Mark Turman  27:07

And yeah, and we can go through these one at a time or in summary, fashion, however you choose. But we would obviously say that adultery and abortion are not the same. There are different issues at play, that you cannot put those as being the same kind of category. That’s right. That’s exactly right. And that the interests, particularly interested in this case, of the government, and of the state, are different relative to the issue of life fundamentally than they are of marriage and marriage sanctity.

 

Jim Denison  27:39

That’s right. And one of the places where just to respond to that first place, which I guess would be a good way to do this, rather than just list them, then come back, let’s just kind of deal with them as we go through the response to that, essentially, and this is where science has been so helpful since 1973, is now that we know more and more about the so called fetus than ever before. It’s becoming clearer and clearer that this is a human life.

 

Mark Turman  27:58

So yeah, you talked about the medical technology that’s available to us. I know in my work with the crisis pregnancy center, that’s where sonograms became so significant in this conversation about verifying, clarifying and affirming that this is in fact, a human being from its very earliest days.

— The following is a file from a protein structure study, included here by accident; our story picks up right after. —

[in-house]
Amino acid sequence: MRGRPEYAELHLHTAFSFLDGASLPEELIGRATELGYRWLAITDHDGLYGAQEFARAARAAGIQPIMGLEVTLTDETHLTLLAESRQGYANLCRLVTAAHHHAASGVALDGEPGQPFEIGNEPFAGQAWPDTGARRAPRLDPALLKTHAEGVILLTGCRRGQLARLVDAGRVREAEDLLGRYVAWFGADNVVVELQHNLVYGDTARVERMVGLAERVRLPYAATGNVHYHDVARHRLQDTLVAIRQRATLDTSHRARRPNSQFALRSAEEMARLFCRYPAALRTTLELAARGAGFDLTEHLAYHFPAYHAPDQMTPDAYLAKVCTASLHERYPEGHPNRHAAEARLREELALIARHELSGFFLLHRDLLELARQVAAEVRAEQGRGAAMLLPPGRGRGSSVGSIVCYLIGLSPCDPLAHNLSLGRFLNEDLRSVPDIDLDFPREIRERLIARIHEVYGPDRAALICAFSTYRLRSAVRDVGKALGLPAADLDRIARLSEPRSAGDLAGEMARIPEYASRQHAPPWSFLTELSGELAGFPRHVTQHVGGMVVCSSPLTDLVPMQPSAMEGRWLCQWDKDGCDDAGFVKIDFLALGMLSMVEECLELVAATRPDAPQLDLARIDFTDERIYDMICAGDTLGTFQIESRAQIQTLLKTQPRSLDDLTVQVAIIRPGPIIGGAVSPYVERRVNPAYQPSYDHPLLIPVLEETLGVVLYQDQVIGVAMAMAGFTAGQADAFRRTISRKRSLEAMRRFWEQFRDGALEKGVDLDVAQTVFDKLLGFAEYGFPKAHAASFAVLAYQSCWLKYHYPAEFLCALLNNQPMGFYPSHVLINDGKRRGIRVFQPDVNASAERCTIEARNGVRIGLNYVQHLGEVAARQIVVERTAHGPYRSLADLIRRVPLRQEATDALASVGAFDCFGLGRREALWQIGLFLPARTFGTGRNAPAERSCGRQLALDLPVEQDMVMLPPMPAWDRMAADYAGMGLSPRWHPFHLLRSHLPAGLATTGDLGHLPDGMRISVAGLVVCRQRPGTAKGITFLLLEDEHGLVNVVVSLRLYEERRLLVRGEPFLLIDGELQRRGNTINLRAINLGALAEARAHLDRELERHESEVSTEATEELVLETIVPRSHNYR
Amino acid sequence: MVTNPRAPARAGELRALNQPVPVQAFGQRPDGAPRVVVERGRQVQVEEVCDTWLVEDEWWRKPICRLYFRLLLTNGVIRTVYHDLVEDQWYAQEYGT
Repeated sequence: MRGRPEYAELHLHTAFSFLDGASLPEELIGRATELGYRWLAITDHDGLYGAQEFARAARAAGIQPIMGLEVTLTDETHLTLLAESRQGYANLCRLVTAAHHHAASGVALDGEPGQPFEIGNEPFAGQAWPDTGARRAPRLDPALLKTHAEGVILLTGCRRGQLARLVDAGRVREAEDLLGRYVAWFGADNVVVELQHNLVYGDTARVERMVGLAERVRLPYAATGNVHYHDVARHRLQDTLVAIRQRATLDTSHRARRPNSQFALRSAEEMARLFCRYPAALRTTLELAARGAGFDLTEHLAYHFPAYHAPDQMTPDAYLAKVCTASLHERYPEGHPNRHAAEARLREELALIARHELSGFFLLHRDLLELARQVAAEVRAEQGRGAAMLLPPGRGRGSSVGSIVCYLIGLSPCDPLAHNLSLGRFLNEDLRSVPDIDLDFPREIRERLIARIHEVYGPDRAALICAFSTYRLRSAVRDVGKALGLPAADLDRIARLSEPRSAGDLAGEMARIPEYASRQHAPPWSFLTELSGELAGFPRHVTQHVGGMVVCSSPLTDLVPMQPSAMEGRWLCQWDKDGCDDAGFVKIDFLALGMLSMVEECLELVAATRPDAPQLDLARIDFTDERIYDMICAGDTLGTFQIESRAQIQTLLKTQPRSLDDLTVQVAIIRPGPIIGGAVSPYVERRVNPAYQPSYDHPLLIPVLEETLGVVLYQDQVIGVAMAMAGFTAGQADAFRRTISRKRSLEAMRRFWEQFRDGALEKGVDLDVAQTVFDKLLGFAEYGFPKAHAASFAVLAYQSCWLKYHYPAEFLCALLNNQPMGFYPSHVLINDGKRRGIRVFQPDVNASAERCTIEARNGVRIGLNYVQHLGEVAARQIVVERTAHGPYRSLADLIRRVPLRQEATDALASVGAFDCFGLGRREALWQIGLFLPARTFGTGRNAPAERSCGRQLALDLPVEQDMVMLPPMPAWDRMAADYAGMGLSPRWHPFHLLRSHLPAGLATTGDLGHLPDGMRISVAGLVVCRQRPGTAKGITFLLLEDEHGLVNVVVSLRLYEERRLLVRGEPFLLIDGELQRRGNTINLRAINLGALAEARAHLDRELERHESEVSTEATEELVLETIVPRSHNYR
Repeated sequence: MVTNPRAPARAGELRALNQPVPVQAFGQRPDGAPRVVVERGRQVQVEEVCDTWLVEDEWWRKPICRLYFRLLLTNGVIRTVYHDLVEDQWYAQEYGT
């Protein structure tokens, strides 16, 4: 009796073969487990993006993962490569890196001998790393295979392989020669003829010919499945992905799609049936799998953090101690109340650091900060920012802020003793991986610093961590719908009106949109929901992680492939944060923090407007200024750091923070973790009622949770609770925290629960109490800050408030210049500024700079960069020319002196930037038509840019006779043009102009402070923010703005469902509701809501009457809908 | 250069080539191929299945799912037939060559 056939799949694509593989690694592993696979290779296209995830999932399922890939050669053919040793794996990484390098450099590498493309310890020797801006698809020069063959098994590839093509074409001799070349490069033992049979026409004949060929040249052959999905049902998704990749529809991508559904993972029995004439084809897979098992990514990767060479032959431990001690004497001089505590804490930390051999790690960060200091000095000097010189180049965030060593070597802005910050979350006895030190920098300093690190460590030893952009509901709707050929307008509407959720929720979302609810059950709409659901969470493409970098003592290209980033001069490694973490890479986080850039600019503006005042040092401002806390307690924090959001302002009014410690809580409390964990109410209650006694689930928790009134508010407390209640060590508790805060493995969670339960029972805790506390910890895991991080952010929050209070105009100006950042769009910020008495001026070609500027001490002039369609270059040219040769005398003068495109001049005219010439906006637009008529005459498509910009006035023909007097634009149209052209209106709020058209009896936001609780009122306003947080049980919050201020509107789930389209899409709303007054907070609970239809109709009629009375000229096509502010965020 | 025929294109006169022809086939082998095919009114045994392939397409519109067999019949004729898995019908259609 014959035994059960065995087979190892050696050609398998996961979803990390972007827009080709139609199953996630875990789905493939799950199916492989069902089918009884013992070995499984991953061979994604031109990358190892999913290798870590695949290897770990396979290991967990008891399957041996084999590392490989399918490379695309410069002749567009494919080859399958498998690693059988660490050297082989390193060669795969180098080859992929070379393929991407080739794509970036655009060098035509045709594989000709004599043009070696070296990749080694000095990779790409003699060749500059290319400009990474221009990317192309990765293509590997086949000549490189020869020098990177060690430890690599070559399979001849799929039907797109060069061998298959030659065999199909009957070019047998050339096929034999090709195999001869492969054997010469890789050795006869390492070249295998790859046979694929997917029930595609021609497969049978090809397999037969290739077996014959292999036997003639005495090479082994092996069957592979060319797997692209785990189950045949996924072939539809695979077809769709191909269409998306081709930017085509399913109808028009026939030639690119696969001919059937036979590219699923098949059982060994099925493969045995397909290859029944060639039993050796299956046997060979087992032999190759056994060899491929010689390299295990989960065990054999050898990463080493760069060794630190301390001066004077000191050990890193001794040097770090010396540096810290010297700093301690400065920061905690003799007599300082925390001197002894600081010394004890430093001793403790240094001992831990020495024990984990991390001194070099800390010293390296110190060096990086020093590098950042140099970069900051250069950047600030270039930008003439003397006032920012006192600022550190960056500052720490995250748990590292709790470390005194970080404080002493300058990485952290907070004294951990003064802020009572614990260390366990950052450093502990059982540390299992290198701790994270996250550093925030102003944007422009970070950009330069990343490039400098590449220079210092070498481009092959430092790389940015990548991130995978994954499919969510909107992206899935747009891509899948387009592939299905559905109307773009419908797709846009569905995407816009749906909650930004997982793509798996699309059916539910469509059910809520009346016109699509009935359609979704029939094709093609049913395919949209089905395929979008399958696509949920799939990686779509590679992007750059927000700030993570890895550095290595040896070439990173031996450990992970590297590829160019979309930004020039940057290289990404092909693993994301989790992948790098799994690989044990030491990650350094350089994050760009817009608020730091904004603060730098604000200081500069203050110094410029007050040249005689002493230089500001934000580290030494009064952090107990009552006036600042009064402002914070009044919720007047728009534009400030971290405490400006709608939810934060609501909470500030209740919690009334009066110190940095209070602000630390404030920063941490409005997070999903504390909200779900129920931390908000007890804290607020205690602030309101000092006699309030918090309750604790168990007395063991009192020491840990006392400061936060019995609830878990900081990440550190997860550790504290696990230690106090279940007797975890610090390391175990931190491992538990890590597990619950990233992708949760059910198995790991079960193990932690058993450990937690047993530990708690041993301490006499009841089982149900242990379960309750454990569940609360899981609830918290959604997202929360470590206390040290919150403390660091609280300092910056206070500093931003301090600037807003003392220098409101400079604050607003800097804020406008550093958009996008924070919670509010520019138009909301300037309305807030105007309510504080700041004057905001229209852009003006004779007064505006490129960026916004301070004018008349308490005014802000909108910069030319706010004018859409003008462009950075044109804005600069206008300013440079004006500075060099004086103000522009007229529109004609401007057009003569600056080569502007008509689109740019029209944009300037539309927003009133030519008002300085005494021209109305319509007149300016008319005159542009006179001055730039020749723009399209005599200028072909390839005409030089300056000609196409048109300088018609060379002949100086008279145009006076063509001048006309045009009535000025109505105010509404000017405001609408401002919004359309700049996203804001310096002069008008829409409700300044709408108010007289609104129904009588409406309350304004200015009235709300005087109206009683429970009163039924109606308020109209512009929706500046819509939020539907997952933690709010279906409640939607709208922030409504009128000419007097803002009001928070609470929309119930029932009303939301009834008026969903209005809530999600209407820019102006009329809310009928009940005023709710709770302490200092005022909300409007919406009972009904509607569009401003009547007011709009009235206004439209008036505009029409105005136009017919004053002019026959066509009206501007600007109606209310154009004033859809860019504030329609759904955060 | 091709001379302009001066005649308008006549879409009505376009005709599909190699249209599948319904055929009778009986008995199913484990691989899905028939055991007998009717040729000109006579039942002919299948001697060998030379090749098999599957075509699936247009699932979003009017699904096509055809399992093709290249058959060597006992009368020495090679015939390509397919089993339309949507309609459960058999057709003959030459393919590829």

Jim Denison  28:18

That’s right. And science has more and more teaching us that theologian Carl Bart described the fetus this way, the embryo has its own autonomy, its own brain, its own nervous system, its own blood circulation. If its life is affected by that of the mother, it also affects hers, it can have its own illnesses in which the mother has no part. Conversely, it may be quite healthy. Even though the mother is seriously ill, it may die while the mother continues to live. It may also continue to live after its mother’s death, and be eventually saved by a timely operation on her dead body. In short, it is a human being in its own right. Sciences, teaching us that more and more to be the case. Now the only argument you can really make against this has to do with viability. The idea that you really you can decide a human isn’t a human until it’s a viable, and at this point, it would be outside the womb. But if you’ve ever been around a newborn, you understand how not viable a newborn is either. Yes, it can breathe on its own, but he can’t feed itself it can’t protect itself. That’s one of the arguments for infanticide that tragically is starting to gain some traction in the culture.

 

Mark Turman  29:18

Okay, stop right there for a moment and define that word because many people just don’t come across the word infanticide the way they do the word abortion. Help us understand that distinction.

 

Jim Denison  29:28